Power companies and coal-fired plants across the U.S. have dumped coal ash into landfills and ponds without regard to toxic contaminants that leak into groundwater for much of the last century, posing devastating health risks to the public, including cancer, neurological impairments to children, and human reproductive defects. 

Under the mentorship of Dr. Rachel Nethery and graduate student Luli Zou, Tony Ni, Jose Lopez, and I, thus set out to investigate and address the prominence of coal ash contamination amongst upgradient groundwater wells in Illinois through exploratory statistical analysis and classification/cluster-based machine learning approaches.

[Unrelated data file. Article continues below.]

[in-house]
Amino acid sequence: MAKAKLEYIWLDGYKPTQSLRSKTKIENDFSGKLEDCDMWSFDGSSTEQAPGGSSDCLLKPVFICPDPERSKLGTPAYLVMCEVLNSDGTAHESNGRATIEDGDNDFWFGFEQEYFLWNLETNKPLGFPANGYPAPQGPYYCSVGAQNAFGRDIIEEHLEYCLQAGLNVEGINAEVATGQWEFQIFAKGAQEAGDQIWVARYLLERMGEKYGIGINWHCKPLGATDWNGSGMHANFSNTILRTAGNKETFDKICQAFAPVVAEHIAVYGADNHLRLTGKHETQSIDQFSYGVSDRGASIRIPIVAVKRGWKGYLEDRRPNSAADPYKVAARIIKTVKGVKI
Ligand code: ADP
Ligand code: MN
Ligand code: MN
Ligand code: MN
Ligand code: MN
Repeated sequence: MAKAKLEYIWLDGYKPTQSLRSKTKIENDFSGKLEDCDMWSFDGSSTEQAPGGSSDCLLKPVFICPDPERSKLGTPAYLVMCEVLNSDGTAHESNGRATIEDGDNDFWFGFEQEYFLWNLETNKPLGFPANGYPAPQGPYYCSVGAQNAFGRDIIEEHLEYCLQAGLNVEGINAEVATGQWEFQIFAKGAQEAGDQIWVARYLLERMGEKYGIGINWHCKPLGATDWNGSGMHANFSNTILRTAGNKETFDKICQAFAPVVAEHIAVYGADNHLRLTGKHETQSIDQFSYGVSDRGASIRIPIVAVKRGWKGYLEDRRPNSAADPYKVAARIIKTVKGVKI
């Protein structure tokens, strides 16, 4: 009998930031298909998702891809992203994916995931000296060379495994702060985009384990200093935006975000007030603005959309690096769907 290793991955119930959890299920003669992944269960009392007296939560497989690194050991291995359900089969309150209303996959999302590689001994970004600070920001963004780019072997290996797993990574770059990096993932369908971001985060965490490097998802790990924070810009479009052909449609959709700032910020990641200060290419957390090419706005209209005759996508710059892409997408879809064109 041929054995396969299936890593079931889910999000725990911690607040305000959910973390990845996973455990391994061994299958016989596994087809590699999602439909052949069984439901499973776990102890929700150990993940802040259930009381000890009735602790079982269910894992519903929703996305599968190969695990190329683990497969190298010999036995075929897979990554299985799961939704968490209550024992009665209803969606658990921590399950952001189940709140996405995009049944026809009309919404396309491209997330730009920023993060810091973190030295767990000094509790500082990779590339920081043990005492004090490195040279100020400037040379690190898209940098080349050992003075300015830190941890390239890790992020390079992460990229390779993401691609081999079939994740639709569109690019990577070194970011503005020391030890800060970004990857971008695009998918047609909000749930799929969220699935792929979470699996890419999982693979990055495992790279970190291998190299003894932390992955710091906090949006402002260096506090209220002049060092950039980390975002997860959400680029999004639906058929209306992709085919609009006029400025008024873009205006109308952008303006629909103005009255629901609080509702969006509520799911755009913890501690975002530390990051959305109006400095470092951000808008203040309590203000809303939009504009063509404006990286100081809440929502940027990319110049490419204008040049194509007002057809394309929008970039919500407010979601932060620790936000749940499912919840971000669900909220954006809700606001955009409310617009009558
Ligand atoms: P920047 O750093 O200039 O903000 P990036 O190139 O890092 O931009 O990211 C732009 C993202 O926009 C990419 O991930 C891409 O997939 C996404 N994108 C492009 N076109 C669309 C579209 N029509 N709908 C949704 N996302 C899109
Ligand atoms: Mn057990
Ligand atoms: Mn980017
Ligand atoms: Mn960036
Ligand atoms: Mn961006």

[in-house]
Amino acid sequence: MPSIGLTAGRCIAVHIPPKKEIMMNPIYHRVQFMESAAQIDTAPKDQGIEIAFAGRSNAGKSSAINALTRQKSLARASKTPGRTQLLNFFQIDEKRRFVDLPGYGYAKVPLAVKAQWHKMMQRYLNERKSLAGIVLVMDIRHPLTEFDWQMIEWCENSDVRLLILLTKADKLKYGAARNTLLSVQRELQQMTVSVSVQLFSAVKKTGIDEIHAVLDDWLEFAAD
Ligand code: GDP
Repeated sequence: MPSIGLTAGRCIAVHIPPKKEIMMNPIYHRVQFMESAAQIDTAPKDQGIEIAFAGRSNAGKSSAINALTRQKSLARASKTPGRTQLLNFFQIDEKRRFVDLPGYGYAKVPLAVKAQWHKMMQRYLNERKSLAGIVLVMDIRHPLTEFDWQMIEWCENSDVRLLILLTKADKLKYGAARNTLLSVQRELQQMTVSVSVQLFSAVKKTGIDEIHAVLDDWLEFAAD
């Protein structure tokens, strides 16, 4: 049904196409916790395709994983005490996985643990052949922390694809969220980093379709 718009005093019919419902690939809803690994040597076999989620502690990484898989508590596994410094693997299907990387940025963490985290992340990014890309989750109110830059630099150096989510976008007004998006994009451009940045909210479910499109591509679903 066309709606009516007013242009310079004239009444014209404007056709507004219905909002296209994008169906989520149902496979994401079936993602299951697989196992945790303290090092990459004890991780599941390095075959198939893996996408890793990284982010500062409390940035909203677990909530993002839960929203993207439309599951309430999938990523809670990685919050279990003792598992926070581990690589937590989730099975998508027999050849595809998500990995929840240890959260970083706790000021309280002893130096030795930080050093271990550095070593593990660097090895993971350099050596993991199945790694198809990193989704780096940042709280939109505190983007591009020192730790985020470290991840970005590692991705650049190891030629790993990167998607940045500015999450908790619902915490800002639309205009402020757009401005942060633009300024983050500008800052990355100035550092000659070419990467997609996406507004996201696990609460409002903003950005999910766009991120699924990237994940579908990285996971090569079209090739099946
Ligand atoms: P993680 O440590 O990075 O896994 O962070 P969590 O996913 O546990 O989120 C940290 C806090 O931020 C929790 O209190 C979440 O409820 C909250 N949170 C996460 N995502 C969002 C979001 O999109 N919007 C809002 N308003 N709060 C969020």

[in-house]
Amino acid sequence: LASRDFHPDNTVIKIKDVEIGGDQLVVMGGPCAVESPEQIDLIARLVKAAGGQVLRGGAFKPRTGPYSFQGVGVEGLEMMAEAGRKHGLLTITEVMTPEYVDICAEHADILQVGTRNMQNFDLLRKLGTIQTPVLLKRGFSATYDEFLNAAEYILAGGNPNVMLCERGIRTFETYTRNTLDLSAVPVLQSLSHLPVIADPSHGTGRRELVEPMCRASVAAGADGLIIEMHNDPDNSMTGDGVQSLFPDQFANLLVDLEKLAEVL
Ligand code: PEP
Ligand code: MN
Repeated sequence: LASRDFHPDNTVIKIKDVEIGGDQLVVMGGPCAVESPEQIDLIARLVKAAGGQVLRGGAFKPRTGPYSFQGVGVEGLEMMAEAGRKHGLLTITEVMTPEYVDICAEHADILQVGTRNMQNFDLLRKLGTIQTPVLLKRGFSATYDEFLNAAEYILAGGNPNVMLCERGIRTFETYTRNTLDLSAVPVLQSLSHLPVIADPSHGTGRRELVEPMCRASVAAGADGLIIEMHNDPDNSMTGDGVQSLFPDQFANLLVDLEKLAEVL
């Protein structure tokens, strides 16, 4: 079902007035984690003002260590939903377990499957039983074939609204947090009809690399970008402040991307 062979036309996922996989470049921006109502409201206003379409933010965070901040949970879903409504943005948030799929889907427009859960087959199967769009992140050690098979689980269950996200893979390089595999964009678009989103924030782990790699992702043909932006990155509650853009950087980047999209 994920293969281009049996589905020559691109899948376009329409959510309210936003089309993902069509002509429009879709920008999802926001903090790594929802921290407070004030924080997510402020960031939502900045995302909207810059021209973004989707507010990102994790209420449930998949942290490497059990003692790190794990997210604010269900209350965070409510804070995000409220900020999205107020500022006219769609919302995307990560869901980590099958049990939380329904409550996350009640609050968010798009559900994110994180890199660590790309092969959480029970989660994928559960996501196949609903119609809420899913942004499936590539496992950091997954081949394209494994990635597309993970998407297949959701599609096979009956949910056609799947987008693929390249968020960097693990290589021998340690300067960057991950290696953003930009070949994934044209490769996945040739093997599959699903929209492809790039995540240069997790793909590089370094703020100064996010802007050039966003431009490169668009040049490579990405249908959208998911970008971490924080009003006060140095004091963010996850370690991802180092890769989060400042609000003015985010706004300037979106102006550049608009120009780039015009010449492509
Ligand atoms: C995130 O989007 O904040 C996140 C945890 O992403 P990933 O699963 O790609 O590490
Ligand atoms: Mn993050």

We gathered from running a K-means clustering algorithm on averaged massive amounts of sampled groundwater data, that high levels of coal ash contamination can be identified in this way and ought to be addressed. My team and I had the opportunity to give the following (virtual) presentation regarding our significant work on this environmental research project at Harvard’s annual symposium “Pipelines into Biostatistics Symposium”.